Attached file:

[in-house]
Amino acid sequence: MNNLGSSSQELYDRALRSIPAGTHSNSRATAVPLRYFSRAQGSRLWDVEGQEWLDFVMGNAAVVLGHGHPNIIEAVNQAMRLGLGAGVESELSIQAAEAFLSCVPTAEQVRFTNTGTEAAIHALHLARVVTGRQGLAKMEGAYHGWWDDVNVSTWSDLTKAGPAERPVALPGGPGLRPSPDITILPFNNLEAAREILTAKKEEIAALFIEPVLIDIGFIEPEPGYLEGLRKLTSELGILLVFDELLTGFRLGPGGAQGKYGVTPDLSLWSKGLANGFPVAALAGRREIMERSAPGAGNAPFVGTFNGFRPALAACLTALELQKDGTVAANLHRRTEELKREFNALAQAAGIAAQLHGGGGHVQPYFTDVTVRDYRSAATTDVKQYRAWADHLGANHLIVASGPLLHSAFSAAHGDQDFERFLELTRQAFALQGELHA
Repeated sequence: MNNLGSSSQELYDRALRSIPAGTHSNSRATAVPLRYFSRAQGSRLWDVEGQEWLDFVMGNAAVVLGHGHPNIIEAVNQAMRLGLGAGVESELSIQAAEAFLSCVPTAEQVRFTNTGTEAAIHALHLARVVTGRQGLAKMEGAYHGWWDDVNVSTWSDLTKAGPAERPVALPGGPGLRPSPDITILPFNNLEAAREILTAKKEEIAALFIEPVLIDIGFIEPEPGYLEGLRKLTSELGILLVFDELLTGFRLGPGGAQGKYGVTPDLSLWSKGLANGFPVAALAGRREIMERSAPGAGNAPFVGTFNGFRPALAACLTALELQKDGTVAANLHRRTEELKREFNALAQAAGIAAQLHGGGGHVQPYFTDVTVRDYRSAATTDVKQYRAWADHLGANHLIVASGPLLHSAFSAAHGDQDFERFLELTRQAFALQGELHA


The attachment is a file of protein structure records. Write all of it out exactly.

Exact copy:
[in-house]
Amino acid sequence: MNNLGSSSQELYDRALRSIPAGTHSNSRATAVPLRYFSRAQGSRLWDVEGQEWLDFVMGNAAVVLGHGHPNIIEAVNQAMRLGLGAGVESELSIQAAEAFLSCVPTAEQVRFTNTGTEAAIHALHLARVVTGRQGLAKMEGAYHGWWDDVNVSTWSDLTKAGPAERPVALPGGPGLRPSPDITILPFNNLEAAREILTAKKEEIAALFIEPVLIDIGFIEPEPGYLEGLRKLTSELGILLVFDELLTGFRLGPGGAQGKYGVTPDLSLWSKGLANGFPVAALAGRREIMERSAPGAGNAPFVGTFNGFRPALAACLTALELQKDGTVAANLHRRTEELKREFNALAQAAGIAAQLHGGGGHVQPYFTDVTVRDYRSAATTDVKQYRAWADHLGANHLIVASGPLLHSAFSAAHGDQDFERFLELTRQAFALQGELHA
Repeated sequence: MNNLGSSSQELYDRALRSIPAGTHSNSRATAVPLRYFSRAQGSRLWDVEGQEWLDFVMGNAAVVLGHGHPNIIEAVNQAMRLGLGAGVESELSIQAAEAFLSCVPTAEQVRFTNTGTEAAIHALHLARVVTGRQGLAKMEGAYHGWWDDVNVSTWSDLTKAGPAERPVALPGGPGLRPSPDITILPFNNLEAAREILTAKKEEIAALFIEPVLIDIGFIEPEPGYLEGLRKLTSELGILLVFDELLTGFRLGPGGAQGKYGVTPDLSLWSKGLANGFPVAALAGRREIMERSAPGAGNAPFVGTFNGFRPALAACLTALELQKDGTVAANLHRRTEELKREFNALAQAAGIAAQLHGGGGHVQPYFTDVTVRDYRSAATTDVKQYRAWADHLGANHLIVASGPLLHSAFSAAHGDQDFERFLELTRQAFALQGELHA